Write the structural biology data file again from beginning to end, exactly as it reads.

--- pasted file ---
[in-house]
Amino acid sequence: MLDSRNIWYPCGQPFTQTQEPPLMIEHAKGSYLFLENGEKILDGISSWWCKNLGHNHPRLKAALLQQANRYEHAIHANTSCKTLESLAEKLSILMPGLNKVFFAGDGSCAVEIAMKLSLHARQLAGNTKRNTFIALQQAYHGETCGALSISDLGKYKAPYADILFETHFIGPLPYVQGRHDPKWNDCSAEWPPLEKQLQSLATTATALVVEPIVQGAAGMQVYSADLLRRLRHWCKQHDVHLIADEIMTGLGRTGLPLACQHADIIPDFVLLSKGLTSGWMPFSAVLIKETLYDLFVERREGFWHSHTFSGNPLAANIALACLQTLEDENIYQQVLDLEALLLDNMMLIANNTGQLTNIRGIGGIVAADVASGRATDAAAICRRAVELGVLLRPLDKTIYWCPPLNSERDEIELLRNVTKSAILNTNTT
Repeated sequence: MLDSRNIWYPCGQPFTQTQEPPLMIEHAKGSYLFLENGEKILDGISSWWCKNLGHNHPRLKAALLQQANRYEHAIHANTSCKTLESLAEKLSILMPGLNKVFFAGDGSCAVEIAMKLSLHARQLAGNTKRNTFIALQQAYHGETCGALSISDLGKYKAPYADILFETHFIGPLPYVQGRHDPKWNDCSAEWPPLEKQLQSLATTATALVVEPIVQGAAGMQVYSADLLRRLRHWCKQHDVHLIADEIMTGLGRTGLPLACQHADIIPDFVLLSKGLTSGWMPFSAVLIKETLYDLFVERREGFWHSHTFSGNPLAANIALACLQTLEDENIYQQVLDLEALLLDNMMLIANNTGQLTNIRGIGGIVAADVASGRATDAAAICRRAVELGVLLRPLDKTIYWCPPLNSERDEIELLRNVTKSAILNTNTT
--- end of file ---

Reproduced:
[in-house]
Amino acid sequence: MLDSRNIWYPCGQPFTQTQEPPLMIEHAKGSYLFLENGEKILDGISSWWCKNLGHNHPRLKAALLQQANRYEHAIHANTSCKTLESLAEKLSILMPGLNKVFFAGDGSCAVEIAMKLSLHARQLAGNTKRNTFIALQQAYHGETCGALSISDLGKYKAPYADILFETHFIGPLPYVQGRHDPKWNDCSAEWPPLEKQLQSLATTATALVVEPIVQGAAGMQVYSADLLRRLRHWCKQHDVHLIADEIMTGLGRTGLPLACQHADIIPDFVLLSKGLTSGWMPFSAVLIKETLYDLFVERREGFWHSHTFSGNPLAANIALACLQTLEDENIYQQVLDLEALLLDNMMLIANNTGQLTNIRGIGGIVAADVASGRATDAAAICRRAVELGVLLRPLDKTIYWCPPLNSERDEIELLRNVTKSAILNTNTT
Repeated sequence: MLDSRNIWYPCGQPFTQTQEPPLMIEHAKGSYLFLENGEKILDGISSWWCKNLGHNHPRLKAALLQQANRYEHAIHANTSCKTLESLAEKLSILMPGLNKVFFAGDGSCAVEIAMKLSLHARQLAGNTKRNTFIALQQAYHGETCGALSISDLGKYKAPYADILFETHFIGPLPYVQGRHDPKWNDCSAEWPPLEKQLQSLATTATALVVEPIVQGAAGMQVYSADLLRRLRHWCKQHDVHLIADEIMTGLGRTGLPLACQHADIIPDFVLLSKGLTSGWMPFSAVLIKETLYDLFVERREGFWHSHTFSGNPLAANIALACLQTLEDENIYQQVLDLEALLLDNMMLIANNTGQLTNIRGIGGIVAADVASGRATDAAAICRRAVELGVLLRPLDKTIYWCPPLNSERDEIELLRNVTKSAILNTNTT